Internet reshapes funerals

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Last updated 05:00 18/05/2014

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Growing pressure on funeral directors to be more transparent about the cost of their services is leading to some of the bigger names promoting their prices online.

Late last year the Law Commission recommended funeral directors be legally required to prepare an indicative price menu that would be available on their websites or given to the public on request.

The Commission felt the public needed readier access to such information because most people are grief-stricken when organising a funeral and have a relatively short period of time to research their options.

It's a message that stung funeral directors and it appears to be one of three driving forces behind funeral directors acknowleding the time is right for transparent pricing.

The other drivers are the rise in people researching funerals on the internet coupled with a trend towards people being price sensitive when organising funerals. The going rate seems to range from $4000 and $12,000, depending on whether you go for a simple cremation or a more traditional burial.

Funerals in New Zealand are already big business, and with an ageing population, are heading for a boom.

ASX-listed funeral business owner Invocare claims a market share In New Zealand of just less than 20 per cent. Its sales in its last full financial year of $37.7 million provide a good indication of total industry revenues of around the $185m mark or around 30,000 funerals a year.

Stephen Dils of Dils Funeral Services in Albany, and vice president of the Funeral Directors Association, said many families still relied on word of mouth when choosing a provider, but the internet was playing a growing role.

"We are just coming to grips with the media age of people shopping around on the internet. We don't put our prices on the internet, but we are moving that way," he said.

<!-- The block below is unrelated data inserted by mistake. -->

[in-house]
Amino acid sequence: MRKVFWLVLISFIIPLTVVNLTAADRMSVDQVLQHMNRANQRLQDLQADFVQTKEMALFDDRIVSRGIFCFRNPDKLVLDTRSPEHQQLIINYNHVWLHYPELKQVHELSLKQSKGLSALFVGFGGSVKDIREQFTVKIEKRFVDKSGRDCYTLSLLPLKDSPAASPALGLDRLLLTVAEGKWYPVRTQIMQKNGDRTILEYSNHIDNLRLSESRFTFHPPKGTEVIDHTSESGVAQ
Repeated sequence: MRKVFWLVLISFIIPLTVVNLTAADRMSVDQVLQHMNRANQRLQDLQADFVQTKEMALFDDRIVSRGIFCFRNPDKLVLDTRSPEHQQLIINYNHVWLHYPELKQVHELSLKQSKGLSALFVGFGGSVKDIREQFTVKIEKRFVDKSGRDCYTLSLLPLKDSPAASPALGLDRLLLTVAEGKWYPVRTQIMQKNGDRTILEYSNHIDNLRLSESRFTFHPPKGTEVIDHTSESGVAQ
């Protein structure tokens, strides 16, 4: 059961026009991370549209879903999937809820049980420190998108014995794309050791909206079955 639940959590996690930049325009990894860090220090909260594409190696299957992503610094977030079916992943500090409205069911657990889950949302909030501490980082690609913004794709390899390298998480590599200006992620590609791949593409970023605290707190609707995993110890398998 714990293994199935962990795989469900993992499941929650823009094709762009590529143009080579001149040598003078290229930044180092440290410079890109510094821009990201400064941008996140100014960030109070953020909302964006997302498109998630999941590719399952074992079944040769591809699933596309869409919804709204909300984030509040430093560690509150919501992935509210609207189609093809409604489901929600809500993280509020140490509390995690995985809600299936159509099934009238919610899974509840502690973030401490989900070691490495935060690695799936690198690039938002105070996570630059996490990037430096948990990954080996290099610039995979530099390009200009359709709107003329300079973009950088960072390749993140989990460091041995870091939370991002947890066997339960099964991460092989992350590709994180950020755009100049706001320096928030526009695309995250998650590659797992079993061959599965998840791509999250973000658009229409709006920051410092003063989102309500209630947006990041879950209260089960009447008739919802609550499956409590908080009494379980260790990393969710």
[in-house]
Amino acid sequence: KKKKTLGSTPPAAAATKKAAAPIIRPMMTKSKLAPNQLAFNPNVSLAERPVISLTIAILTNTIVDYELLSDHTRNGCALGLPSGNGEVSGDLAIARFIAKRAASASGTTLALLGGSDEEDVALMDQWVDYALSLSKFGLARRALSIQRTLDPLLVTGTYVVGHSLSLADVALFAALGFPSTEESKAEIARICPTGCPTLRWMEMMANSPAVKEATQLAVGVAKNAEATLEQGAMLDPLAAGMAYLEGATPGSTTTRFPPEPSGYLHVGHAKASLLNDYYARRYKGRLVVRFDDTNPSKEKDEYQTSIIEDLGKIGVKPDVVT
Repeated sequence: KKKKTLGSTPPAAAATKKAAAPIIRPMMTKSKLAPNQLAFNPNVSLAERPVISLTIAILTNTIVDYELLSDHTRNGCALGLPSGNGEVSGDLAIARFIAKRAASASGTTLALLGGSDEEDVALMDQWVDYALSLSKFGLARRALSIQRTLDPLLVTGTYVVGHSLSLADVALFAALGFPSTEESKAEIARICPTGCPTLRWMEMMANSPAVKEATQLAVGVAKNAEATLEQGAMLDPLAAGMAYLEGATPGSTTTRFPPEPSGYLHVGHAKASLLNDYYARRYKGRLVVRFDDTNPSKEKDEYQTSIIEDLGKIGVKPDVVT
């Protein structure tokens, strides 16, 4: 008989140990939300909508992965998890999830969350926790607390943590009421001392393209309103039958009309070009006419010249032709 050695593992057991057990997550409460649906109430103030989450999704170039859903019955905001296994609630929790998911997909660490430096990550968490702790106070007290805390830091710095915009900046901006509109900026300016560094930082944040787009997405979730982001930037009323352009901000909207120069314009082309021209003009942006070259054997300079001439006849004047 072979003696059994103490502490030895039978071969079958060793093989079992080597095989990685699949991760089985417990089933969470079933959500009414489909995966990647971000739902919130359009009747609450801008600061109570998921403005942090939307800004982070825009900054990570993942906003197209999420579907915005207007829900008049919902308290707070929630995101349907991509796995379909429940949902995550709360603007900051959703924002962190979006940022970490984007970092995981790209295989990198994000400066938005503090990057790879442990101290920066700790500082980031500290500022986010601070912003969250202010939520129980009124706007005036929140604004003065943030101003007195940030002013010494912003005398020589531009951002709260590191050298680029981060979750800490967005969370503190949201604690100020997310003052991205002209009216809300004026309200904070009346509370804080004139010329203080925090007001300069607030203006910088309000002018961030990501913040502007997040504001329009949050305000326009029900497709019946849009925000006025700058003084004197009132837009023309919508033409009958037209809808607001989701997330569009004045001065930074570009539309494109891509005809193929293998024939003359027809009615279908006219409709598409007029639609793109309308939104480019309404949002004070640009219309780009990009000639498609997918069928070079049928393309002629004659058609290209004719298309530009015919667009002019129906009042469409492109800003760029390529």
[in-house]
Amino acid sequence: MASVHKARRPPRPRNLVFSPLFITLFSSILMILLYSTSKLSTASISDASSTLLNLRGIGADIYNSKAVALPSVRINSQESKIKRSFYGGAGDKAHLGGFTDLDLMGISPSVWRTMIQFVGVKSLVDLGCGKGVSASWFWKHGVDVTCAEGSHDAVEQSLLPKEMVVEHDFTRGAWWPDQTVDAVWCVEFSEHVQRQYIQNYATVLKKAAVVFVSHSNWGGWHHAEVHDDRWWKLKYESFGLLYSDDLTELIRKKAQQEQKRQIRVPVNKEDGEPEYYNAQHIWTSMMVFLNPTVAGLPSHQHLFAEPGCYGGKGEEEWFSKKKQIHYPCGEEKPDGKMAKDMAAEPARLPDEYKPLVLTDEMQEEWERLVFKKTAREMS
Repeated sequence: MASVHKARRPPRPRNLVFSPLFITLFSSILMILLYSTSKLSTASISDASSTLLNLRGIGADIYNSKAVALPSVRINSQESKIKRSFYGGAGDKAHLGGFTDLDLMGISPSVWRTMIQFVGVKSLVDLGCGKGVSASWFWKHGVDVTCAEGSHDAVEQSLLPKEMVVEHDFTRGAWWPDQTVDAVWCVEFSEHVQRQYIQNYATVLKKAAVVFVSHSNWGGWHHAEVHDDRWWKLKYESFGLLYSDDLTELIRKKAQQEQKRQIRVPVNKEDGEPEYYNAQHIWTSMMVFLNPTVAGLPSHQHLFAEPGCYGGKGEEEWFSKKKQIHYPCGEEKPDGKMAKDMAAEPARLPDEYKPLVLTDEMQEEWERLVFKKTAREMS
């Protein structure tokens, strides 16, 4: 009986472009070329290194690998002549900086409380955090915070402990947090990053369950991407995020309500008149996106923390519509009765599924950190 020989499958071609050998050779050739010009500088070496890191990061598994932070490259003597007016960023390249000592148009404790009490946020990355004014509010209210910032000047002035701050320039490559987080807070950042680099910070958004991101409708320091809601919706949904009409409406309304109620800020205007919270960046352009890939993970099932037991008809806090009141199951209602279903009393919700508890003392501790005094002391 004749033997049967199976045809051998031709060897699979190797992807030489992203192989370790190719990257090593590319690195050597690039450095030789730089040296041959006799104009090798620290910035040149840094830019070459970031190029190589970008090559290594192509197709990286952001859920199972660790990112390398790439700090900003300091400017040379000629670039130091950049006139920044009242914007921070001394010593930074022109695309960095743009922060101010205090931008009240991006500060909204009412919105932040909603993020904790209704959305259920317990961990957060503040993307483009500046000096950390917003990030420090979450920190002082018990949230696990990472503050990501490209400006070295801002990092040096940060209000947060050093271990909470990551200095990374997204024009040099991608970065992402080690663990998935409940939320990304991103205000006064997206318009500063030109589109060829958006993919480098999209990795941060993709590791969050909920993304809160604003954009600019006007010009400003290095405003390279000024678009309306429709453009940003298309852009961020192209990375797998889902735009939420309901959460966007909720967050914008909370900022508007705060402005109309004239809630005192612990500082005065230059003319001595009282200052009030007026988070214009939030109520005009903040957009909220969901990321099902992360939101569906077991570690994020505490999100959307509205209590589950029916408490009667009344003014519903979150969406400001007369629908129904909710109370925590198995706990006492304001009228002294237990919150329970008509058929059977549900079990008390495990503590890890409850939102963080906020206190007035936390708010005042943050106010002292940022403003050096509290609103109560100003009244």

Graeme Rhind, chief operating officer for Invocare's New Zealand business. said it liked to think it was a leader in this area. "We very much encourage price transparency."

Invocare has developed "packages" giving those shopping online an idea of the starting point for costs, though some rivals warn a "package" approach could confuse customers.

Neil Little from Davis' Funerals, one of the larger family-owned funeral businesses, was concerned about the promotion of "packages" or published prices preceded by the word "from", when those prices exclude things that would be reasonably expected to be included in a funeral.

Funeral directors do a lot of mystery shopping of each other to keep abreast of competitive pricing, and her research online left Mary Melville from J Wier & Co Funeral Directors in Onehunga unimpressed with the prices published.

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"There were all these things that weren't included including the reception area hire, funeral notices, and flowers that people would assume are part of a funeral."

Little was concerned a focus on price alone could disadvantage companies that pride themselves on the quality of their service and had invested in top-end facilities to deliver those.